Retail inflation rate slowed in July to a four-month low of 4.17 pc, slightly above the central bank’s 4 per cent medium-term target.
Bengaluru: India likely grew 7.6 per cent in the April-June quarter, propelled in part by an improvement in manufacturing and exports, a Reuters poll showed.
The median consensus in a poll of 50 economists put annual economic growth just a touch lower than the near two-year high of 7.7 per cent in the January-March quarter.
Forecasts for the $2.59 trillion economy ranged between 7.0 and 8.0 per cent.
The poll results suggest domestic demand was strong, driven primarily by manufacturing activity that remained solid despite elevated oil prices and a weakening Indian rupee.
“India is a domestic-driven economy – so a recovery in private consumption can outweigh external headwinds,” said Charu Chanana, economist and market strategist at Continuum Economics.
In the April-June 2017 quarter, India reported relatively weak annual growth of 5.6 per cent, as manufacturing activity contracted.
The Indian economy was hit by the November 2016 government decision to withdraw over 80 per cent of cash. The transition to a national goods and services tax, effective in July 2017, also impacted the economy.
If the median prediction for the April-June quarter proves correct, it was will be the third period in a row with 7 per cent or higher growth.
India is now “seeing good momentum in manufacturing. Corporate results for April-June quarter have corroborated the improving demand conditions in the economy,” said Shubhada Rao, chief economist at Yes Bank.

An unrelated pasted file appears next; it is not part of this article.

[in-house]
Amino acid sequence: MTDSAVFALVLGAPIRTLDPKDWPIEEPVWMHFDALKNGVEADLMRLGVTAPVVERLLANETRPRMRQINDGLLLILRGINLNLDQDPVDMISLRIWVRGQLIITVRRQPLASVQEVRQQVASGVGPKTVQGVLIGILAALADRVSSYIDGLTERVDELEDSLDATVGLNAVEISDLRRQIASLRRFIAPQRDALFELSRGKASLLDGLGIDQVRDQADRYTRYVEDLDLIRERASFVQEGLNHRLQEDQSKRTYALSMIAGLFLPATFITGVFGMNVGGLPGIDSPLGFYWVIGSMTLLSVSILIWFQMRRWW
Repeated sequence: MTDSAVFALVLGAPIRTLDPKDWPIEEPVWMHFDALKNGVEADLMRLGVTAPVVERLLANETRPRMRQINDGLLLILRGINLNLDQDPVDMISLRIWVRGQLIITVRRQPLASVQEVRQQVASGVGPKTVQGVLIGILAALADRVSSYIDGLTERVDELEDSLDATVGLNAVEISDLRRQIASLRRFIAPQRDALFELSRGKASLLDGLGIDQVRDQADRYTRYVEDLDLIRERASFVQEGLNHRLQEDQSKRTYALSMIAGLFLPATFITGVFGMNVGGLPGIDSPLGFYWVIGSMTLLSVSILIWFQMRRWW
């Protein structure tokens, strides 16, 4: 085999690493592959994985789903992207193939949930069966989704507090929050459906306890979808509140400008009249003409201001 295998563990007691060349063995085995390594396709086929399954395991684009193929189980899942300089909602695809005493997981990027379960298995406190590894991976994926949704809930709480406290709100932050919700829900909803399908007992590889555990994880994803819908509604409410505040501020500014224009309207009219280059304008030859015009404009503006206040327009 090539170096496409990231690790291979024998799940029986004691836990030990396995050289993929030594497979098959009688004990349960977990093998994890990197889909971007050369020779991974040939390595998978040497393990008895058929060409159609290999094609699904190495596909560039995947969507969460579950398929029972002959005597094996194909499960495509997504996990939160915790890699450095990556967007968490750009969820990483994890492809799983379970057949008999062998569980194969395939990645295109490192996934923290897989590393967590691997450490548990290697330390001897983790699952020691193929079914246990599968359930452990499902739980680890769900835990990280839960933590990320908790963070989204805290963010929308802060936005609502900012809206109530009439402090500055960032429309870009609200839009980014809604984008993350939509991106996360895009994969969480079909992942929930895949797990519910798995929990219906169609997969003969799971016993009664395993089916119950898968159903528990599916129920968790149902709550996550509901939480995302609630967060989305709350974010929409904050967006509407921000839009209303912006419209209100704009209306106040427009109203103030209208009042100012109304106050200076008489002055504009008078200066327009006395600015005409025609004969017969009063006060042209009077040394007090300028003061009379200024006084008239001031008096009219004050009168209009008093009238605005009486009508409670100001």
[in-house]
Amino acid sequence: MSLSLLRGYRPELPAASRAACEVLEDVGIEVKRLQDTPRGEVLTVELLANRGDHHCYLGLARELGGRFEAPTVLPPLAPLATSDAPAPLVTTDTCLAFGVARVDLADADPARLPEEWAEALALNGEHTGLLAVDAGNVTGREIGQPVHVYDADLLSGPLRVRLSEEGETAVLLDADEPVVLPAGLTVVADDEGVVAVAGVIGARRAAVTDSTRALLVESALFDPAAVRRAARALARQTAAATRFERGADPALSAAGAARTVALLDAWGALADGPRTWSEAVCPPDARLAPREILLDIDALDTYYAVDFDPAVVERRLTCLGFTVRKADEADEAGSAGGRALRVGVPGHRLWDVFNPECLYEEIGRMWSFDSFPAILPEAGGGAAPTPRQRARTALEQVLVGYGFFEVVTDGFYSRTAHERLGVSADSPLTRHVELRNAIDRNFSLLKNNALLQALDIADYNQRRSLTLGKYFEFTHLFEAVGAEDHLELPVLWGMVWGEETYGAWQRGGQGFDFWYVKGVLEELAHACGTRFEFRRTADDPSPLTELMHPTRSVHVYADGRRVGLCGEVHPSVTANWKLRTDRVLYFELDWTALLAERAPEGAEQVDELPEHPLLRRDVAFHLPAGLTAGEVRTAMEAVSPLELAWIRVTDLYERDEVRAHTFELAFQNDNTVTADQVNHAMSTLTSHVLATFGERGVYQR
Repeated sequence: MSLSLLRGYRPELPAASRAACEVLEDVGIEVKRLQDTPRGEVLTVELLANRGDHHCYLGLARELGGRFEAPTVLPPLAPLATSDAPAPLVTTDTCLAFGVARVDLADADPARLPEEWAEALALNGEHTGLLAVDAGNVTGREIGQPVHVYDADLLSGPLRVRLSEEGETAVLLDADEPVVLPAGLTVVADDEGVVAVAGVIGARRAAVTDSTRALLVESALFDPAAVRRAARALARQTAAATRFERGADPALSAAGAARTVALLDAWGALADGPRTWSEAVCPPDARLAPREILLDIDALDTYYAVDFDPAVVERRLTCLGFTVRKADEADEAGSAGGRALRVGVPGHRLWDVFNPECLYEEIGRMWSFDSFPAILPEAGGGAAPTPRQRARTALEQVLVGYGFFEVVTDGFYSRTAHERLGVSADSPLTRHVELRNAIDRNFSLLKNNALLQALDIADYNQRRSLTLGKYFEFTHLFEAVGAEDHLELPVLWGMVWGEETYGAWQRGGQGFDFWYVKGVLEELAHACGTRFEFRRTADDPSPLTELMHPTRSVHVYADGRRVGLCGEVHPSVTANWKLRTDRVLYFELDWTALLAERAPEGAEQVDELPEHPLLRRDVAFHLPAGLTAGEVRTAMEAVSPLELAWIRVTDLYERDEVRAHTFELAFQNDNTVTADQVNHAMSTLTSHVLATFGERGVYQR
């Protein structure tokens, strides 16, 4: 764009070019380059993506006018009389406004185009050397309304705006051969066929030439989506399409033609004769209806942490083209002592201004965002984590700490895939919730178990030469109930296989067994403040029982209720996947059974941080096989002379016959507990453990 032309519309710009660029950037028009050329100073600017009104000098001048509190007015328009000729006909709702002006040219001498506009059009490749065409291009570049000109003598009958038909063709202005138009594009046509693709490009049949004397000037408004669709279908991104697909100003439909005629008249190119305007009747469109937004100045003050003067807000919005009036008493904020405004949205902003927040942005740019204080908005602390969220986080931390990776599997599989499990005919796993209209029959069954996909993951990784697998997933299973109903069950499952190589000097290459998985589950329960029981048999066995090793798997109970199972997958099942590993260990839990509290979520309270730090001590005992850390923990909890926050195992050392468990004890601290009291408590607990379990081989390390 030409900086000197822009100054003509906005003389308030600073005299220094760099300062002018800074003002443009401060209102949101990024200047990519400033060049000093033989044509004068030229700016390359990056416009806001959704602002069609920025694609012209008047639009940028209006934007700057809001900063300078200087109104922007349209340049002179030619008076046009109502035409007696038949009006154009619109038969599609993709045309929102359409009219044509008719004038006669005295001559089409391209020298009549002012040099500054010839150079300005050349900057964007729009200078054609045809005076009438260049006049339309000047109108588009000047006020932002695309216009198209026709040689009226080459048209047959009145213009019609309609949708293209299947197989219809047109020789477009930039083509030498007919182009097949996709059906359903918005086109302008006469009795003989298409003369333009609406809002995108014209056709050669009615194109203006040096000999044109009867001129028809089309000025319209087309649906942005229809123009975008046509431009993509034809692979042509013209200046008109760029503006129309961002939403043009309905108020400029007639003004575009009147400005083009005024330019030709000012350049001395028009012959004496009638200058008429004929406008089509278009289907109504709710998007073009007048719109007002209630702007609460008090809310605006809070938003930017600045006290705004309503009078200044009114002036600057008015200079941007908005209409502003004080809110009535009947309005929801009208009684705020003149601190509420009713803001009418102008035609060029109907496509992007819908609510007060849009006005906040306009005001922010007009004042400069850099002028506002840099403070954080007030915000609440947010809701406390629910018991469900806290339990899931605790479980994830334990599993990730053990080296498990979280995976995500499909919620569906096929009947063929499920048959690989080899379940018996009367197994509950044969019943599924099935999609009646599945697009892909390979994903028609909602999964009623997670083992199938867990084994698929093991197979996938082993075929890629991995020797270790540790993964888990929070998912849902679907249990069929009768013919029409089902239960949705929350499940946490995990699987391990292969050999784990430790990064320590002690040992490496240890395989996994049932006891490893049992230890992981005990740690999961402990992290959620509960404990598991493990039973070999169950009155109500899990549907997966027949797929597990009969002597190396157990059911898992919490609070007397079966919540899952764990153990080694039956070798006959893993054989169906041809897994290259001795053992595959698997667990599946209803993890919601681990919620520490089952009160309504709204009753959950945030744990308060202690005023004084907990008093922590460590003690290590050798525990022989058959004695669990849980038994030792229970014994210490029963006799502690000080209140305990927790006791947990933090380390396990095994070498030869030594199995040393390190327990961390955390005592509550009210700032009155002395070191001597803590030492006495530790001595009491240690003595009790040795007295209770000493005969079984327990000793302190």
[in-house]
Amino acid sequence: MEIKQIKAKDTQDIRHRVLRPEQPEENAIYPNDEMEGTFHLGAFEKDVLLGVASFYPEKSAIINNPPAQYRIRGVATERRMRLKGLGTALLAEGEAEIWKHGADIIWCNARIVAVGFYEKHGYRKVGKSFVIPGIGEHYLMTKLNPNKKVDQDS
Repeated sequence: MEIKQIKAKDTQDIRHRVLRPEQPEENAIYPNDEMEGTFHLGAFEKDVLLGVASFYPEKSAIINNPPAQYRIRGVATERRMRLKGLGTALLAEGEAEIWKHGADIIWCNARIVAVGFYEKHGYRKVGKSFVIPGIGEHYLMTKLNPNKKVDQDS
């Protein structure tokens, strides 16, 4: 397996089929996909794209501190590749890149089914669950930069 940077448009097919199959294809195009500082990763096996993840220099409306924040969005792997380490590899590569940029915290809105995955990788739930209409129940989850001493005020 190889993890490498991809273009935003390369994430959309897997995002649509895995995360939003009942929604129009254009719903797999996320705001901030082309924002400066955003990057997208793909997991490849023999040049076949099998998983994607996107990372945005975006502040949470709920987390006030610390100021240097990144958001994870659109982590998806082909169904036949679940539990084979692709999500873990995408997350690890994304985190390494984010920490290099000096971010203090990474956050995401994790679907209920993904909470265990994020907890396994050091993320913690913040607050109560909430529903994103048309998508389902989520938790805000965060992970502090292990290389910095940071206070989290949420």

“Corporate earnings data, the PMIs have corroborated the expansion and the recovery story,” Rao added.
Still, a few economists expect a slight slowdown in growth due to greater global economic uncertainty and domestic political risks from national elections scheduled for May 2019.
The Indian government’s preferred growth measure, gross value added (GVA), is predicted to have marginally declined to 7.5 per cent from 7.6 per cent the previous quarter, hampered by weak agriculture growth.
India’s fiscal deficit widened in the April-June quarter to 68.7 per cent of the budgeted target for this fiscal year, a concern but an improvement 80.8 per cent for the same period of 2017.
This should provide some comfort to the Reserve Bank of India which raised its key rate to 6.5 per cent at its August 1 policy meeting to try and rein in above-target inflation.
The retail inflation rate slowed in July to a four-month low of 4.17 per cent, slightly above the central bank’s 4 per cent medium-term target.
The consumer price index has been above-target for nine consecutive months due to higher oil prices and a depreciating rupee.
Although the RBI remains concerned about inflation, policymakers there still expect economic growth of 7.4 per cent in the current fiscal year, which ends in March 2019.